DataLibrary.publish(data)
rescue DataLibraryFailureException => e
  retry unless (tries -= 1).zero?
else
  logger.info "success!"
end

There are a number of gems (retriable for example) that attempt to abstract this ruby idiom away into a cleaner DSL but they all seem a little heavy-weight to me. I find the standard ruby way of doing this very flexible and succinct. You can learn more about the begin, rescue, and end syntax at the Pragmatic Programmer’s Guide.


Vim University

Friday, 17 February 2012

I just stumbled across a fairly new site called Vim University. Like Vimcasts it looks like a good resource for Vim tips and tricks.

What I don’t necessarily like is the old-standard Learning Vim is going to be horrible for a while but you’ve just got to grin and bear it advice given in the Surviving Your First Week In Vim post:

The first hundred vim commands you execute will be your most painful, so get through them as quickly as possible. Don’t leave vim except in for major emergencies.

And:

After just three weeks, most people are significantly faster than they were in their old editor. Don’t put off learning this awesome tool any longer.

Like Yehuda Katz this type of advice is exactly why I could never jump into Vim. In the real world, you need to get stuff done and three weeks is a really long time to be fighting with a new tool. Inevitably I’d give up, frustrated and discouraged, and swear to never try learning Vim again.

Eventually I did learn Vim, but for me the sticking point was when I started using Janus which essentially makes Vim look and act like TextMate out-of-the-box. Eventually I started exploring more of the power that Vim has to offer, but I was able to get comfortable using Vim as my everyday editor quickly and grow into using more powerful features as time went on.


Fountain: Markdown for Screenwriting

Friday, 17 February 2012

Fountain:

Fountain is a simple markup syntax for writing, editing and sharing screenplays in plain, human-readable text. Fountain allows you to work on your screenplay anywhere, on any computer or tablet, using any software that edits text files.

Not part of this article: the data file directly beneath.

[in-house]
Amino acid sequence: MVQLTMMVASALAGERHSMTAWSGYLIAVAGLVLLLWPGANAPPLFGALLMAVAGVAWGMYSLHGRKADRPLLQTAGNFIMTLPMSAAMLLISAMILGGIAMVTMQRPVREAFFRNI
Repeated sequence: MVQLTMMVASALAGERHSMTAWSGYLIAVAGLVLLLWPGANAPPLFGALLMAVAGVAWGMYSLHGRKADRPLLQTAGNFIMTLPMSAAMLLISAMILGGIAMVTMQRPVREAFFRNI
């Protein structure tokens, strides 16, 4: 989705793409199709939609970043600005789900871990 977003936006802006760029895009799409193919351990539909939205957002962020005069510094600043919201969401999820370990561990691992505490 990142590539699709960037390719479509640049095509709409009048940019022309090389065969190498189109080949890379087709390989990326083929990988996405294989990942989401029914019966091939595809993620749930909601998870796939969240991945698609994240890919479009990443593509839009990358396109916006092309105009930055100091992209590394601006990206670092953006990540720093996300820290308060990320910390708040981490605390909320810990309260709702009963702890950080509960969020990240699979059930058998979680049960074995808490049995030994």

Taking its cues from John Gruber’s Markdown, Fountain files are eminently readable. When special syntax is required, it is straightforward and intuitive.

Though I’m no screenwriter, I could have used something like this while working on a script for a friend’s Kickstarter campaign video.


Understanding the Git Workflow

Friday, 17 February 2012

I’ve used several version control systems over the years: SVN, Mercurial, Bazaar and even Perforce. (Shudder.) Usually I’d have to learn whatever system was already in place before I was brought into a project. For the most part I would only learn what was necessary to get work done with the tool. More recently though, I’ve been using and really digging into Git.

I came across Benjamin Sandofsky’s article Understanding Git Workflow and it blew my mind a lil’ bit:

In a perfect world, every change in your revision history is succinct and stable. There are no checkpoint commits that create line noise. There are no giant, 10,000 line commits. A clean history makes it easy to revert changes or cherry-pick them between branches. A clean history is easy to later inspect and analyze. However, maintaining a clean history would mean waiting to check in changes until they’re perfect.

[…]

Git is revolutionary because it gives you the best of both worlds. You can regularly check in changes while prototyping a solution but deliver a clean history when you’re finished. When this is your goal, Git’s defaults make a lot more sense.

I was intrigued because he very accurately describes the Git workflow I use (and worse yet, the one I’m used to) and explains all its warts. He then explains the new-to-me intended workflow: